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Part three : The tracing of across the millennia by DNA decoding
Every person is a leaf on the paternal and maternal DNA tree. Harvard University geneticist, Professor George Church was a co-founder of the Human Genome Project who once said:” Someday we'll have a complete pedigree of the entire human population. And everybody will be connected to everybody on a huge family tree, like Google maps.”
Once we discovered the secret in our blood expressed as nucleobase letters, we now have a clear and reliable clue to search for the Y chromosome Adam and mitochondrial Eve and thus the origin of our ancestors.
All these endeavors were originated from our genetic messages. Moreover, our genetic messages come from replications of DNA expressed as nucleobase letters passed down from generation to generation.
These replicated nucleobase letters retained authenticity, avoided aberrations but on occasion added genetic markers which can help to distinguish different ethnic groups. Markers on the Y chromosome and mitochondria become the milestones and signposts of tracing our genealogy.
At this juncture, let us tell 3 famous search stories: (a) the “search for Russia’s last princess” (happened in the early 20th century); (b) the 200 years old mysterious search “for Jefferson’s illegitimate child”; and (c ) the search for China’s Premier Cao Cao’s Y chromosome” (happened 1800 years ago). All these searches rely on these “milestones and signposts” abovementioned. And then when we will search for the “Y chromosome Aaron” (happened 3,300 years ago) it will not seem like a fairy tale from “The Arabian Night”.
I. Searching for Russia’s Last Princess
1. In the Name of Revolution
Tsar Nicholas II was the last ruler of Russia’s Romanov’s dynasty. In 1917, Nicholas II was forced to abdicate his throne during the turbulent Russian revolution. It was said that to thoroughly crushed the desire of the royalists to restore their former glories, Bolshevik leader Lenin gave the order to execute the tsar and his family. The executioner, Yekaterinburg, received this order on July 17, 1918 at 1 a.m. The imprisoned tsar, including his family and their four attendants were immediately wakened. The tsar family included Tsar Nicholas II, Empress Alexandra and their four daughters: 23 year old Olga, 21 year old Tatiana, 19 year old Maria and 17 year old Anastasia and 14 year old son Alexei. The four attendants were Dr. Eugene Botkin, male servant Alexei Trupp and female servant Anna Memidova and the cook Ivan Kharitonov. At first, they were told they to move to the basement downstairs for the sake of their safety. However, when they arrived in the basement, a car which normally carried corpses was waiting for them in the courtyard.
“When they got down to the cellar, they were still not alarmed to find several guards had joined them. Even when they were asked to line up in a group, they were not suspicious. Then the leader of execution squad approached the Tsar and took a piece of paper out of his pocket with one hand while his other rested on a revolver inside his jacket. Hastily he read the notice which condemned them to death. The Tsar was confused. He turned to his family, then to the guards, who drew their weapons. The girls started to scream. The firing began. First to be hit was Tsar; he slumped to the floor. The cellar echoed with the screams as they ricocheted around the room. It was pandemonium, and the room soon filled with smoke, making it even hard for the squad to pick out their target who were rushing to and fro in a blind panic. The order to cease firing was given and the victims were finished off with bayonets and rifle butts.”
These beautiful ladies, handsome young man, innocent attendants instantly became bloody corpse all in the name of revolution.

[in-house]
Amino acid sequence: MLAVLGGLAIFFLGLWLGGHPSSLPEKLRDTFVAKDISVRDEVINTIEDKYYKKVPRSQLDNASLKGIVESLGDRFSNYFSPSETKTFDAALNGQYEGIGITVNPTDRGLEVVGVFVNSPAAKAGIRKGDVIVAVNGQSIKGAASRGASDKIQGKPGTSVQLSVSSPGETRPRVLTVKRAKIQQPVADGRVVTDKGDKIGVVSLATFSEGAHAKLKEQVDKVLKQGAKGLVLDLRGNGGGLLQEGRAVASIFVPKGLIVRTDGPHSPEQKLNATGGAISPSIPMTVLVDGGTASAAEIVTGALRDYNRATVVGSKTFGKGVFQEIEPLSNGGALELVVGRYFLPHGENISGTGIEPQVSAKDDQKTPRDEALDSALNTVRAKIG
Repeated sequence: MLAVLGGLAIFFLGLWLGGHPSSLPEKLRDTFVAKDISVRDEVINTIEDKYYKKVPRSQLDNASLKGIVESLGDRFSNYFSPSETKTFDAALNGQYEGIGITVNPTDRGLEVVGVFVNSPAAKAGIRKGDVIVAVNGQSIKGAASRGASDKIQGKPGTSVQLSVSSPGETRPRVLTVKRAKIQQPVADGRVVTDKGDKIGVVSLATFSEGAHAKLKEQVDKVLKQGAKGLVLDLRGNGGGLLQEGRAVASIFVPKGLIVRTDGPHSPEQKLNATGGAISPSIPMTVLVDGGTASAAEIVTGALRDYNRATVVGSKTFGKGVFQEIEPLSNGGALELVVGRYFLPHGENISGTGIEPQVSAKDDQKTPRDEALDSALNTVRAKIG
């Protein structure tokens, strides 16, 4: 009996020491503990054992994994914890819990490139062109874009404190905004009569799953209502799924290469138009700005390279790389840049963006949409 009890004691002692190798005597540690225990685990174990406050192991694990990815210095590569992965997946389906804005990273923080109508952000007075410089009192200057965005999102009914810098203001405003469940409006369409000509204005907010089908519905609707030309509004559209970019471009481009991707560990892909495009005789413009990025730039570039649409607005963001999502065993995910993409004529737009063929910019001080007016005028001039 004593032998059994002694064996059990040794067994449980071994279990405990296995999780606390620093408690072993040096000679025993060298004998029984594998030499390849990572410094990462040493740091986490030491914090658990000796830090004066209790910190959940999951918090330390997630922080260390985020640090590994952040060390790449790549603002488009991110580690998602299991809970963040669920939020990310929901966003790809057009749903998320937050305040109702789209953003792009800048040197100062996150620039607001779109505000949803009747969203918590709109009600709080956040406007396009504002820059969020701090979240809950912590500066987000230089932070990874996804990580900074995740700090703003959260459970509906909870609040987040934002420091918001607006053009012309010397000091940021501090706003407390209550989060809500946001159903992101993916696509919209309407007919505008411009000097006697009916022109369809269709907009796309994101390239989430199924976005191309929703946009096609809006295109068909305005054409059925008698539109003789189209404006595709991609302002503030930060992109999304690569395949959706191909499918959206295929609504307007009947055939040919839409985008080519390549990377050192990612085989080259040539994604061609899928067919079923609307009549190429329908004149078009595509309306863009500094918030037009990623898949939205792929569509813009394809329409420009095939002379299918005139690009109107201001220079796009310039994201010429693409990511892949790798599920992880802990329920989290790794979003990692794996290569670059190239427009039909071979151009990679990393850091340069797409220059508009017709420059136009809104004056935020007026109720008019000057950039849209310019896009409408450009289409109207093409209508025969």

The above is an excerpt from the book entitled: “The Seven Daughters of Eve”. Seventy years after this mass murder, Brian Skyes, a molecular anthropologist, was asked by the new Russian government to confirm these people’s identities by using mitochondrial DNA from the corpses. He must be told a certain amount of truth. Therefore, the aforementioned events must be reliable.
Figure 3-1: Russian Tsar Nicholas II, Empress, and their five children
The original plan was to bury the 11 executed persons in an old mine. However, the car broke down
halfway on its journey. Hence, with the bodies burnt and their faces disfigured with sulfuric acid, they were hastily buried in a swallow hole. With the passage of time, the whereabouts of the Tsar and his family became a mystery. The Bolshevik Red government merely announced that the Tsar had been executed and failed to mention what had happen to his family or attendants. Therefore, there exists the legend that these people might have escaped the massacre.
Several decades after 1918, there were more than 200 women who claimed to be the last princess Anastasia. Among these was Anna Anderson who looked very much like the little princess. In 1920, she claimed that she was that princess Anastasia and that she somehow managed to escape on the day of execution. This had caused exaggerated publicity in the media. Her story even became a 1956 Hollywood film “Anastasia” played by Ingrid Bergman. Nonetheless, there continued to be an inextricable cloud of mystery surrounding the truth as to what exactly happened to the fate of the Tsar and his five daughters.
On October 1, 2008, the Russian Supreme Court officially ruled that Nicholas II and his family were victims of Soviet repression and should be rehabilitated.
2. Finding the Remains of the Victims
In 1978, two amateur archaeology enthusiasts Charlie Leahbove and Alexander Avtonin found the burial site based on Nicholai Sokolov’s record. At first, they kept quiet on this finding. Only after the collapse of the Soviet Union in 1989 before they announced the finding to the media. In 1991, Russia’s General Prosecutor’s office formally excavated the burial ground and discovered 900 pieces of bones. A research team consisting of the British Forensic Science Service, The Russian Academy of Science and the Department of Biological Anthropology at Cambridge University, began the analysis of these remains. Initially, the forensic experts did genetic fingerprinting on the nine corpses. They confirmed two older women who could be the Empress and her attendant and three younger women who could be the Tsar’s daughters.